River Cole, West Midlands

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This article is about the River Cole in the West Midlands, go to River Cole, Wiltshire for the other river.
Cole
River Cole, Coleshill - geograph.org.uk - 159500.jpg
The river in Coleshill
Country England
Basin
Main source Kings Norton, West Midlands, and Wythall, Worcestershire
52°21′40″N 1°53′14″W / 52.36111°N 1.88722°W / 52.36111; -1.88722
River mouth Confluence with the River Blythe at Ladywalk reserve
52°31′5″N 1°41′20″W / 52.51806°N 1.68889°W / 52.51806; -1.68889Coordinates: 52°31′5″N 1°41′20″W / 52.51806°N 1.68889°W / 52.51806; -1.68889
Physical characteristics
Length 25 miles (40 km)
Wooden bridge over the Cole at Shirley, drawn in the 19th century by Samuel Rostill Lines.

The River Cole is a 25 miles (40 km) river in the English Midlands. It rises on the lower slopes of Forhill, one of the south-western ramparts of the Birmingham Plateau, at Hob Hill, near Wythall; and flows largely north-east across the plateau to enter the River Blythe below Coleshill, near Ladywalk, shortly before the Blythe meets the Tame. This then joins the Trent,[1] whose waters reach the North Sea via the Humber Estuary. Its source is very near the main watershed of Midland England : tributaries are few and very short except in the lower reaches, so the Cole is only a small stream.[2]

Geology[edit]

Average gradient of the central reaches is 10 1/2 feet in a mile. There is a fast run-off from the drift covered Keuper marl clay [3] which makes up its catchment area, and heavy rain produces sudden floods; in the absence of replenishing side-streams these subside as quickly as they rise. The Cole is normally shallow, except where weirs maintain an artificial depth.[2]

Etymology[edit]

Its bears a Celtic name derived from the old British word for hazel.[4] In a charter of AD 972 of Pershore Abbey [5] the river throughout Yardley is 'Colle'. It has since borne several different local names:[2]

Year Name
972 Colle
1275 Maerebroc (Boundary Brook)
1495 Water of Cowle
1609 Water of Cole
1649 Inkford Brook (south of Yardley)
18th century Hemill, Hay Mill Brook
18th century Low Brook (south of Yardley)
18th century Greet Brook

Description of the course[edit]

A southern tributary rises in fields at Hob Hill, its course runs through farm land and is then joined in the vicinity of the aptly named Watery Lane by a northern tributary which rises in Redhill and crosses Kings Norton golf club. The combined river then is bridged by the A435, Alcester Road by the Horse and Jockey Public House from where it crosses fields to the east of Wythall before passing under an aqueduct for the Stratford-upon-Avon Canal on Peterbrook Road at Major's Green. Skirting to the west of Shirley and passing the site and former mill pond of Bache Mill, it is joined on its eastern bank by the Shirley Brook which forms the boundary between Birmingham and Solihull.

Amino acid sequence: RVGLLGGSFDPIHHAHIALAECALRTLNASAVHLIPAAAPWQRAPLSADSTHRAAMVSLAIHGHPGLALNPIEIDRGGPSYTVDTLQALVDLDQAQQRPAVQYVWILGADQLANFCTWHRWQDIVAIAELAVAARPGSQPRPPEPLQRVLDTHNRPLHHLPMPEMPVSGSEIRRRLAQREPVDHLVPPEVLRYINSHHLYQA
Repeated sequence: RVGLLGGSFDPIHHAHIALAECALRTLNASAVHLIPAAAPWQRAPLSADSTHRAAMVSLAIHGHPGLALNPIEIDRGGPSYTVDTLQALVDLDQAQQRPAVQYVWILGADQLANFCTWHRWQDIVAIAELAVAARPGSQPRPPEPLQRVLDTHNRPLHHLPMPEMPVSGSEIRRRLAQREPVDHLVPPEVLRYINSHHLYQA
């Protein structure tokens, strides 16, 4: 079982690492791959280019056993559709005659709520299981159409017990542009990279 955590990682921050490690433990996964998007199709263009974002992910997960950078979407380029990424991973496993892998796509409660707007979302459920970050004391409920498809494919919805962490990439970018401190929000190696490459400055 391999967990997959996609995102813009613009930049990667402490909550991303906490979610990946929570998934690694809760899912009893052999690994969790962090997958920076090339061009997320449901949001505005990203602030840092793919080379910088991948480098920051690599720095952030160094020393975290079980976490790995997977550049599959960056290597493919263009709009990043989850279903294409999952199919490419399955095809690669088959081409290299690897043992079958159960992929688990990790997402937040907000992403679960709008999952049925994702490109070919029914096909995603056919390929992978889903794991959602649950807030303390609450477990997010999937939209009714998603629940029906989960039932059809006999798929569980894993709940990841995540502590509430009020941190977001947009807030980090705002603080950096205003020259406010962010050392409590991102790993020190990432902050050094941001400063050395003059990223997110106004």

Shire Country Park[edit]

Main article: Shire Country Park
Four Arches Bridge, near Cole Valley Road, Billesley

The Shire Country Park consists of the Millstream Way following the course of the River Cole from Yardley Wood to Small Heath and includes the following sites: Scribers Lane SINC, Trittiford Mill Pool, The Dingles, Chinn Brook Recreation Ground, Sarehole Mill Recreation Ground, Moseley Bog LNR, Burbury Brickworks, The John Morris Jones Walkway and Cocksmoor BMX.[6]

River Cole´s race to Sarehole Mill formerly went under Brook Lane in a culvert, but this has been blocked and the line of the race is lost to northward. The spillway from race to river is seen to be still there, and the slots for the removable plank weir can be seen.[2] The riverside walk continues as the John Morris Jones Walkway past the site of Robin Hood Lane ford, across Cotterills Meadow which has been Colebank Playing Field for the last ninety years until it reaches the Grade II Listed water mill, Sarehole Mill at Hall Green.[7] The Coldbath Brook, a tributary of the Cole, drives the mill which is now a museum and one of the inspirations for J. R. R. Tolkien's The Lord of the Rings. The Shire Country Park ranger office is located at Sarehole Mill.

Kingfisher country park[edit]

Passing under Hay Mills bridge it crosses the A45, Coventry Road and from here eleven kilometres of the river and the Cole Valley are protected by the Kingfisher Country Park.[8] The river now skirts south east of Birmingham city centre and, passing under the M6 motorway at Chelmsley Wood, heads north east again towards Coleshill, to which it gave its name.

The river has the potential to flood during heavy rain and the Stratford Roads' Greet Mill ford shows how treacherous the river could be after heavy rain as the assizes rolls of 1275 record that, Roger Fullard wishing to cross the water with his cart at the mill of Greet, by the flooding water, he and his horses were drowned.[3] Babbs Mill Lake was created to balance the effect.

See also[edit]

References[edit]

  1. ^ "B&BC BAP - Rivers and Streams Habitat Action Plan". Wildlife Trust for Birmingham and the Black Country. Retrieved 5 September 2011. 
  2. ^ a b c d The Waters of Yardley John Morris Jones
  3. ^ a b Victor Skipp, Medieval Yardley, Phillimore, 1970, p.31. ISBN 0900592079
  4. ^ E.Ekwal, Dictionary of English Place Names, 4th edn. 1960 p116
  5. ^ H. P. R. Finberg, The Early Charters of the West Midlands, 1961, p117
  6. ^ "The Shire Country Park". Birmingham City Council. Retrieved 10 February 2015. 
  7. ^ "The Shire Country Park". Birmingham City Council. Retrieved 5 September 2011. 
  8. ^ "Kingfisher Country Park". Birmingham City Council. Retrieved 5 September 2011. 

External links[edit]

Media related to River Cole, West Midlands at Wikimedia Commons